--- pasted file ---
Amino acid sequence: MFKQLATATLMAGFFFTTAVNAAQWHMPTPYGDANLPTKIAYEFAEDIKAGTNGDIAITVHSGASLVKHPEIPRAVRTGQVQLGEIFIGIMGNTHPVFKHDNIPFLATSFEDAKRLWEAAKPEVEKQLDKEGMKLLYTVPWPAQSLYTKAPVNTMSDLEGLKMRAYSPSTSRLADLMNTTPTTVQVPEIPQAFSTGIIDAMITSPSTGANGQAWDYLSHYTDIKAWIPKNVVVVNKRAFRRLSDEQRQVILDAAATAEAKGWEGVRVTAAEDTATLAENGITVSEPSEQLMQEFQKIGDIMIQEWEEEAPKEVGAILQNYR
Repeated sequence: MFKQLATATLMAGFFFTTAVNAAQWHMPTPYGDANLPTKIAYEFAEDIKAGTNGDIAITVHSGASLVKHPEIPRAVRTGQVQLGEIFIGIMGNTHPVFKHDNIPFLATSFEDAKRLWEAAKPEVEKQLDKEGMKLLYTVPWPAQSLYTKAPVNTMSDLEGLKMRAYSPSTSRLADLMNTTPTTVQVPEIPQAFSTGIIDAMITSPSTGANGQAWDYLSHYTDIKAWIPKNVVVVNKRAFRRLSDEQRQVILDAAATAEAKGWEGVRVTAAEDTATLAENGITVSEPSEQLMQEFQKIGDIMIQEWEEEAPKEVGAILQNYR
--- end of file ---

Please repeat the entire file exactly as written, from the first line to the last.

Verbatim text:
Amino acid sequence: MFKQLATATLMAGFFFTTAVNAAQWHMPTPYGDANLPTKIAYEFAEDIKAGTNGDIAITVHSGASLVKHPEIPRAVRTGQVQLGEIFIGIMGNTHPVFKHDNIPFLATSFEDAKRLWEAAKPEVEKQLDKEGMKLLYTVPWPAQSLYTKAPVNTMSDLEGLKMRAYSPSTSRLADLMNTTPTTVQVPEIPQAFSTGIIDAMITSPSTGANGQAWDYLSHYTDIKAWIPKNVVVVNKRAFRRLSDEQRQVILDAAATAEAKGWEGVRVTAAEDTATLAENGITVSEPSEQLMQEFQKIGDIMIQEWEEEAPKEVGAILQNYR
Repeated sequence: MFKQLATATLMAGFFFTTAVNAAQWHMPTPYGDANLPTKIAYEFAEDIKAGTNGDIAITVHSGASLVKHPEIPRAVRTGQVQLGEIFIGIMGNTHPVFKHDNIPFLATSFEDAKRLWEAAKPEVEKQLDKEGMKLLYTVPWPAQSLYTKAPVNTMSDLEGLKMRAYSPSTSRLADLMNTTPTTVQVPEIPQAFSTGIIDAMITSPSTGANGQAWDYLSHYTDIKAWIPKNVVVVNKRAFRRLSDEQRQVILDAAATAEAKGWEGVRVTAAEDTATLAENGITVSEPSEQLMQEFQKIGDIMIQEWEEEAPKEVGAILQNYR